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COVID-19 Keiko suspension

In light of the latest Government guidance regarding social distancing our training sessions will be suspended until further notice (effective today 18 March 2020).

Training is one of the ways we keep our minds and bodies fit and healthy so I hope we can all continue to find ways to practice safely until the situation improves.

I look forward to when I can announce that our dojo will open once more and training is re-starting.

For all our members, followers and friends I hope you and your families keep well and take care of each other.

Change of Leadership

On August 15th 2019 our Dojo Founder, Pascal Stiefenhofer, left our Dojo to begin work in a new City. We are saddened by his departure, and are deeply grateful for his generosity of spirit and sharing with us his vast knowledge and expertise of Kendo, he was the Daikokubashira (central pillar) and has left a legacy in his wake that forms the bedrock of our Dojo.

However, now we have a new energy, Pascal handed the leadership to Karl Scott, who is our new Dojo Leader. Karl brings with him diligence and commitment that will serve this new era in our Dojo very well. Karl is an exceptional Kendoshi and an individual Gold Medal Holder. We are fortunate to have him in this new role; the Dojo will flourish with his guidance.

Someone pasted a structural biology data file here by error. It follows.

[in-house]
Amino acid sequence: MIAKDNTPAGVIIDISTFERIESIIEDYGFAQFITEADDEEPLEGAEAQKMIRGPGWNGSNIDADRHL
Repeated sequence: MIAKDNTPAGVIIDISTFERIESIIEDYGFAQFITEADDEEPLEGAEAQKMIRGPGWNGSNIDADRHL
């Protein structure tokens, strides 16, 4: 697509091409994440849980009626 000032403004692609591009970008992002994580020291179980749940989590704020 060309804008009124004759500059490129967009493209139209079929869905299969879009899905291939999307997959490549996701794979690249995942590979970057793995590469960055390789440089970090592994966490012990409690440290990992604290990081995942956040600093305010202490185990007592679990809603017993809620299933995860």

Adam Antoszewski – 18.09.2019

A Practitioner’s Insight

I began training with Brighton Kendo Club in April 2017, I started with my Son, and my second son also now trains with BKC.
Kendo is a Martial Art I had wanted to do for many years, so I threw myself into it 100%, simply put, I love it. Pascal is an inspirational Dojo leader, his own passion for the art comes through in his teaching and it fuels enthusiasm. The senior members of the Dojo are also fantastic players, with decades of experience, as a beginner you could not wish for a better dojo.
As a Martial Art there many aspects to it that I like, however to highlight a few of the aspects; it’s standardised globally, if you go to any dojo in the world, the art remains true to it’s origins, you know what to do and how to behave, wherever you go. It means that what you learn here in Brighton is what you would do anywhere else. It’s based on a set of few simple moves.
There is an aspect of competition, some enjoy competition some don’t, but it is a very useful component to have to be able to gauge, in a live environment how your skill is developing, and what needs to be worked on. The training pulls no punches, you must be prepared to work hard.
We are fortunate in BKC to have a Suisse National Team Competitor, who is now the Suisse National Team Manager as our Dojo Leader (Pascal), further to this we have individual gold and silver medal winners, and typically come away from team competitions with at least Bronze, Silver or Gold, we are a small club that does, to everyone’s surprise, punch above it’s weight.